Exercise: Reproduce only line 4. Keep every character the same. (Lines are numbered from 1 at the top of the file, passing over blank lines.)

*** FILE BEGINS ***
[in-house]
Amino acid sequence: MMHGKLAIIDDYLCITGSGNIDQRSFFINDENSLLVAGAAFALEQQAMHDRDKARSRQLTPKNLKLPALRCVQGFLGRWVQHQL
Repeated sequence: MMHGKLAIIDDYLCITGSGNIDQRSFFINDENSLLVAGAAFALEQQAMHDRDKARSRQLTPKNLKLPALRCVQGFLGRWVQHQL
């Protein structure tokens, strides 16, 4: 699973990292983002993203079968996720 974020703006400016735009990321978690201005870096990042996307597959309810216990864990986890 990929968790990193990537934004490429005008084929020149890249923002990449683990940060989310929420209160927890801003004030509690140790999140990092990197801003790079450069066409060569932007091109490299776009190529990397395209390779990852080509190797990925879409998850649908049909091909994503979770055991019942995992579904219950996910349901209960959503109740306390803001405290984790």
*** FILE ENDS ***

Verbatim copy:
């Protein structure tokens, strides 16, 4: 699973990292983002993203079968996720 974020703006400016735009990321978690201005870096990042996307597959309810216990864990986890 990929968790990193990537934004490429005008084929020149890249923002990449683990940060989310929420209160927890801003004030509690140790999140990092990197801003790079450069066409060569932007091109490299776009190529990397395209390779990852080509190797990925879409998850649908049909091909994503979770055991019942995992579904219950996910349901209960959503109740306390803001405290984790």